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Surely this can't be legal

(8 Posts)
Emphasise Wed 12-Apr-17 20:06:37

DH's employers recently took on a female graduate in a technical/Engineering role. DH was impressed with what he saw fir first few weeks, then out of the blue, turned up at work to find she'd been sacked. Apparently, it had cone to light that her partner worked for the opposition.

I know she'll have no employment rights as she wasn't there long, but it still seems all kinds of wrong to me - to sack a woman because of who she lives with?

NabobsFromNobHill Wed 12-Apr-17 20:09:37

It's appalling, but if you're only there a short time they can sack you for antyhing they feel like.

LIZS Wed 12-Apr-17 20:10:12

Depends if she was asked to declare any conflict of interest and chose not to disclose. Think of the recent Bank of England case.

flowery Wed 12-Apr-17 22:09:53

The way you've phrased your OP suggests you think the fact this employee was a woman might be relevant, is that the case?

Emphasise Wed 12-Apr-17 22:13:13

I don't know if it's relevant flowery, but it feels like it might be. I dont know if anyone has ever asked dh what I do, for example.

ChessieFL Thu 13-Apr-17 07:52:23

When I started my new job last summer I had to declare whether a close family member worked for a competitor or for a company that my company could have contracts with. I imagine I would get sacked if it was found that I didn't disclose. It's common in certain industries, they have to avoid conflicts of interest, avoid accusations of favouritism when awarding contracts etc.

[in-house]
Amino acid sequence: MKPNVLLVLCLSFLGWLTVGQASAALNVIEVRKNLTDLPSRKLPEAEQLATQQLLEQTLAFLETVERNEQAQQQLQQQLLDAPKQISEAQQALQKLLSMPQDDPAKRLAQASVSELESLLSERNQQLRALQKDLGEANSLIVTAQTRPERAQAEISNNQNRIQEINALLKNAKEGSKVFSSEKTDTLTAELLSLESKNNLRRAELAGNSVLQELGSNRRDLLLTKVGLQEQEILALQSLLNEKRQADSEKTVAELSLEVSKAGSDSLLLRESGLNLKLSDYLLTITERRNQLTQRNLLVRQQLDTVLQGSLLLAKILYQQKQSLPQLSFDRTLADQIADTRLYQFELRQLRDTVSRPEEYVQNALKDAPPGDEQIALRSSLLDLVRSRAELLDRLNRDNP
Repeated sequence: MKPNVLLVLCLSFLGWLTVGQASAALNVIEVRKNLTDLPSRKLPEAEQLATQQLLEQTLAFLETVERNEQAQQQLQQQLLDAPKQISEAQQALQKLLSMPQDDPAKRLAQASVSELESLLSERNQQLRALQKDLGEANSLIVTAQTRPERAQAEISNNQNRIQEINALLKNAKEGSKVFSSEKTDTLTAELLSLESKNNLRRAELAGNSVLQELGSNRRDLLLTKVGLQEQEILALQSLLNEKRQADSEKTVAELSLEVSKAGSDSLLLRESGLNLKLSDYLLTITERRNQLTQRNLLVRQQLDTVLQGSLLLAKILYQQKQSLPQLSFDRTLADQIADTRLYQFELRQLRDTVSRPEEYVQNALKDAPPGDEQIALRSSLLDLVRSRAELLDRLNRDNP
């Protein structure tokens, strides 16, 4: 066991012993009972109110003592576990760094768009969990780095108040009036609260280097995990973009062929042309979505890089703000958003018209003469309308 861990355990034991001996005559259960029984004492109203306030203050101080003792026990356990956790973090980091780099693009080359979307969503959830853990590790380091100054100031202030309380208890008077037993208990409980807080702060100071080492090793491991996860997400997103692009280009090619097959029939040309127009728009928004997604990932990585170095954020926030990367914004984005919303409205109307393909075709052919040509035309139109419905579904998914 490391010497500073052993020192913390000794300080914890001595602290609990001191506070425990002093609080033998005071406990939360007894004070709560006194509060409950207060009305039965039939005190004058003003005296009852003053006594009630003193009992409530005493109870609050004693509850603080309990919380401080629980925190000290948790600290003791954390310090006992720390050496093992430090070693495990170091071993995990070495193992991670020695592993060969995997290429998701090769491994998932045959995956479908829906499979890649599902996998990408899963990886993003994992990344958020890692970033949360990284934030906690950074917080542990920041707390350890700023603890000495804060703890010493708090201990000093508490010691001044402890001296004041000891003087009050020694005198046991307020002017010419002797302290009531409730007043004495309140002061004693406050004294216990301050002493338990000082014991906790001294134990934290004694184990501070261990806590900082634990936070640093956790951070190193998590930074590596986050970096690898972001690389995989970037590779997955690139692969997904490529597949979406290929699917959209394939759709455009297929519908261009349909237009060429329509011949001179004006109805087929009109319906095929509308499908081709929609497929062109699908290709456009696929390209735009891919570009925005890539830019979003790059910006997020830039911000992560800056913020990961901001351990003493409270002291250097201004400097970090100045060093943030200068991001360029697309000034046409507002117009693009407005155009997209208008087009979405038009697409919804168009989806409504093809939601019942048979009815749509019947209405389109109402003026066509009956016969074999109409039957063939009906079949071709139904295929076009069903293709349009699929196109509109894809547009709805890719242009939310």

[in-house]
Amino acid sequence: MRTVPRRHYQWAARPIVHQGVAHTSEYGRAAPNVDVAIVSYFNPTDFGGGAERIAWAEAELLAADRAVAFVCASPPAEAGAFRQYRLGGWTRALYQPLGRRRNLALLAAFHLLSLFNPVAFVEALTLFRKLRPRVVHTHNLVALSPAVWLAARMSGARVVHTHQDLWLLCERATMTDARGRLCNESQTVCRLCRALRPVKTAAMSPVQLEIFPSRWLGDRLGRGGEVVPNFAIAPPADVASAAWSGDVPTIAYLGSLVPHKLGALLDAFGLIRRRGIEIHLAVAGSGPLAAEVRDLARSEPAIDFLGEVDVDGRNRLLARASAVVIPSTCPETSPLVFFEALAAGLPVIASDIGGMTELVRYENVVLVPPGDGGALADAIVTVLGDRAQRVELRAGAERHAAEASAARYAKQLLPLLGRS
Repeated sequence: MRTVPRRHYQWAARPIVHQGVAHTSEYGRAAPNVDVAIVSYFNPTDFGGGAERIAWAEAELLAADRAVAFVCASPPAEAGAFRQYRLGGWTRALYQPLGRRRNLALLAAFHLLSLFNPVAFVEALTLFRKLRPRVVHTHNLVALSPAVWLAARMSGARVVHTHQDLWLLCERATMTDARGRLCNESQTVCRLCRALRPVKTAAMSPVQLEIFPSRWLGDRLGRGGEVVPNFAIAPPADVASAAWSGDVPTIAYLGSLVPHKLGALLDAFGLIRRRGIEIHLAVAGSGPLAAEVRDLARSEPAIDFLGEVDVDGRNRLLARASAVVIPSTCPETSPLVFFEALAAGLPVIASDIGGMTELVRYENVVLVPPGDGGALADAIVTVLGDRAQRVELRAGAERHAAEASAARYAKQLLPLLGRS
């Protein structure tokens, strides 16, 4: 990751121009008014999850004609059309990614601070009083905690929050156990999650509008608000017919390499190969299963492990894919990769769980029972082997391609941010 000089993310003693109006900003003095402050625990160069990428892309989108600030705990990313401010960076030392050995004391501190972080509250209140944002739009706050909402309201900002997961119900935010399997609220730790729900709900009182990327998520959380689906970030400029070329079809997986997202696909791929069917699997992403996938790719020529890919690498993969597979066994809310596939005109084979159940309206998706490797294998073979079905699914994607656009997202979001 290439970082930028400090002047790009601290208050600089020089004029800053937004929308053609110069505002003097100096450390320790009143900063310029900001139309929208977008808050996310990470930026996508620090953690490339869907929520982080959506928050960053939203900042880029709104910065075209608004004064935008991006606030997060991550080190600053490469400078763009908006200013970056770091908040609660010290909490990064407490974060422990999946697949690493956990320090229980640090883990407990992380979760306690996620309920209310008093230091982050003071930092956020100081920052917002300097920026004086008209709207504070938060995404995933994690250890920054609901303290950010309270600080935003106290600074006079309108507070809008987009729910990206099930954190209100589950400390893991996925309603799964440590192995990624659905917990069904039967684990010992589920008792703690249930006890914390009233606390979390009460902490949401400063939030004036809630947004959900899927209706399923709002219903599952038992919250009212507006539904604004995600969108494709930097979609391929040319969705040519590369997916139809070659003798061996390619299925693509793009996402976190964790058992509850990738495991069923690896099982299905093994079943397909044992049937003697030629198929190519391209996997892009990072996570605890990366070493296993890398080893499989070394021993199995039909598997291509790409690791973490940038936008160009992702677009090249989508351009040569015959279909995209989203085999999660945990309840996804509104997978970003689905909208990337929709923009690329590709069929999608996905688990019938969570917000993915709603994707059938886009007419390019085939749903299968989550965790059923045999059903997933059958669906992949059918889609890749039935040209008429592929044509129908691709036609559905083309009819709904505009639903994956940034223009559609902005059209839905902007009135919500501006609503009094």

ChessieFL Thu 13-Apr-17 07:53:24

Your DH would probably have had to sign a similar declaration when he started.

prh47bridge Thu 13-Apr-17 09:00:21

As she has been with the company less than two years she can only take action if there has been discrimination.

If she is married to or in a civil relationship with her partner this could be discrimination. In Dunn v Institute of Cemetery and Crematorium Management the Employment Appeal Tribunal held that the protection against discrimination on grounds of marital status extended to discrimination due to being married to a particular person. However, if she is not married to or in a civil partnership with her partner the position is less clear.

It would be sex discrimination if male employees in this situation were not also dismissed.

If she had been with the company two years she would be able to take action for unfair dismissal. Her employer would have to show that there was a real risk of confidential information being disclosed to the competitor and that there was no alternative to dismissal. Even then it is by no means certain the employer would be able to convince a tribunal that this was a fair dismissal.

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